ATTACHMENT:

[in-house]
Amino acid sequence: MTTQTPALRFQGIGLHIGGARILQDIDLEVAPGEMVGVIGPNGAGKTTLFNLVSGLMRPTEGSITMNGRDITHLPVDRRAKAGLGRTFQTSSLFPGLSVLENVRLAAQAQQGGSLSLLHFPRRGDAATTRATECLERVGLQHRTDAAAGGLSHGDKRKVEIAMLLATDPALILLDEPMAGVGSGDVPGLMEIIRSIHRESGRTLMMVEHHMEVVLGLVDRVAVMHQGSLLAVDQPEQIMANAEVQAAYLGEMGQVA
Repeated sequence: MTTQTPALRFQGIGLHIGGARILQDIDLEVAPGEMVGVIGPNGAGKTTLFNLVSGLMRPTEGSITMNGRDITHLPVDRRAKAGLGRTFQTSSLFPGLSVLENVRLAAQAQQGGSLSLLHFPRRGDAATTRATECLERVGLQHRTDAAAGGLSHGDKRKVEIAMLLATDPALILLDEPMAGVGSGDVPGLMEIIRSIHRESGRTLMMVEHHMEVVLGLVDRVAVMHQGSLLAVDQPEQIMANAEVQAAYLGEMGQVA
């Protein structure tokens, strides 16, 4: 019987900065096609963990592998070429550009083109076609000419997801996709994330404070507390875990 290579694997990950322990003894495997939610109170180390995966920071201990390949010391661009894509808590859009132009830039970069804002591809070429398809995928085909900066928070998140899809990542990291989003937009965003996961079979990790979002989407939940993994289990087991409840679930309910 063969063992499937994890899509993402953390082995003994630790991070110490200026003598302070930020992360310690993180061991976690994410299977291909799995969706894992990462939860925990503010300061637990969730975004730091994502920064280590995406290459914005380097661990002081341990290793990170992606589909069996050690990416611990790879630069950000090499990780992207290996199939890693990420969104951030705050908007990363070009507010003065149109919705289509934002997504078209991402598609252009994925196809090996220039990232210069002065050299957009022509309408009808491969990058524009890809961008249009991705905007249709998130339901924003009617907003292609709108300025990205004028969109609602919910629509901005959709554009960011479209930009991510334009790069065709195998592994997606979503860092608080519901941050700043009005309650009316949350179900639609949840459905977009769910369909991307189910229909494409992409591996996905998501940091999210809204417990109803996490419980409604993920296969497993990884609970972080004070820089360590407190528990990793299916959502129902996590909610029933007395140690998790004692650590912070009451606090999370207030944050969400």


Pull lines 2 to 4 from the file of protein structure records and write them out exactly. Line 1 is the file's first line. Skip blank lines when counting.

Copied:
Amino acid sequence: MTTQTPALRFQGIGLHIGGARILQDIDLEVAPGEMVGVIGPNGAGKTTLFNLVSGLMRPTEGSITMNGRDITHLPVDRRAKAGLGRTFQTSSLFPGLSVLENVRLAAQAQQGGSLSLLHFPRRGDAATTRATECLERVGLQHRTDAAAGGLSHGDKRKVEIAMLLATDPALILLDEPMAGVGSGDVPGLMEIIRSIHRESGRTLMMVEHHMEVVLGLVDRVAVMHQGSLLAVDQPEQIMANAEVQAAYLGEMGQVA
Repeated sequence: MTTQTPALRFQGIGLHIGGARILQDIDLEVAPGEMVGVIGPNGAGKTTLFNLVSGLMRPTEGSITMNGRDITHLPVDRRAKAGLGRTFQTSSLFPGLSVLENVRLAAQAQQGGSLSLLHFPRRGDAATTRATECLERVGLQHRTDAAAGGLSHGDKRKVEIAMLLATDPALILLDEPMAGVGSGDVPGLMEIIRSIHRESGRTLMMVEHHMEVVLGLVDRVAVMHQGSLLAVDQPEQIMANAEVQAAYLGEMGQVA
């Protein structure tokens, strides 16, 4: 019987900065096609963990592998070429550009083109076609000419997801996709994330404070507390875990 290579694997990950322990003894495997939610109170180390995966920071201990390949010391661009894509808590859009132009830039970069804002591809070429398809995928085909900066928070998140899809990542990291989003937009965003996961079979990790979002989407939940993994289990087991409840679930309910 063969063992499937994890899509993402953390082995003994630790991070110490200026003598302070930020992360310690993180061991976690994410299977291909799995969706894992990462939860925990503010300061637990969730975004730091994502920064280590995406290459914005380097661990002081341990290793990170992606589909069996050690990416611990790879630069950000090499990780992207290996199939890693990420969104951030705050908007990363070009507010003065149109919705289509934002997504078209991402598609252009994925196809090996220039990232210069002065050299957009022509309408009808491969990058524009890809961008249009991705905007249709998130339901924003009617907003292609709108300025990205004028969109609602919910629509901005959709554009960011479209930009991510334009790069065709195998592994997606979503860092608080519901941050700043009005309650009316949350179900639609949840459905977009769910369909991307189910229909494409992409591996996905998501940091999210809204417990109803996490419980409604993920296969497993990884609970972080004070820089360590407190528990990793299916959502129902996590909610029933007395140690998790004692650590912070009451606090999370207030944050969400």